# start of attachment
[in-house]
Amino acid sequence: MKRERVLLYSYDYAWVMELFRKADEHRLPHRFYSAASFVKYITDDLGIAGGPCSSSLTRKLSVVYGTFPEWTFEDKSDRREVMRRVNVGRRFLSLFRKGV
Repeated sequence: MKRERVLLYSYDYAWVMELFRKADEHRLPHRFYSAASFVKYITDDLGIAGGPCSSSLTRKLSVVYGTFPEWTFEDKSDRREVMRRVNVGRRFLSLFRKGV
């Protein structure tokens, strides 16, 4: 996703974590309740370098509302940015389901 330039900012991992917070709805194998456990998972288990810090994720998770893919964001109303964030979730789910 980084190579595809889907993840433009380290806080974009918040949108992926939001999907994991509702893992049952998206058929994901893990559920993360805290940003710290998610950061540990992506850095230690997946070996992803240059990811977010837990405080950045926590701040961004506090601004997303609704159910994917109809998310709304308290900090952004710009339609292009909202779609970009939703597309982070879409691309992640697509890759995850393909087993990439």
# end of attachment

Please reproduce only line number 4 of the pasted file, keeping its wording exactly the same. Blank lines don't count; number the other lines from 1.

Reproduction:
């Protein structure tokens, strides 16, 4: 996703974590309740370098509302940015389901 330039900012991992917070709805194998456990998972288990810090994720998770893919964001109303964030979730789910 980084190579595809889907993840433009380290806080974009918040949108992926939001999907994991509702893992049952998206058929994901893990559920993360805290940003710290998610950061540990992506850095230690997946070996992803240059990811977010837990405080950045926590701040961004506090601004997303609704159910994917109809998310709304308290900090952004710009339609292009909202779609970009939703597309982070879409691309992640697509890759995850393909087993990439």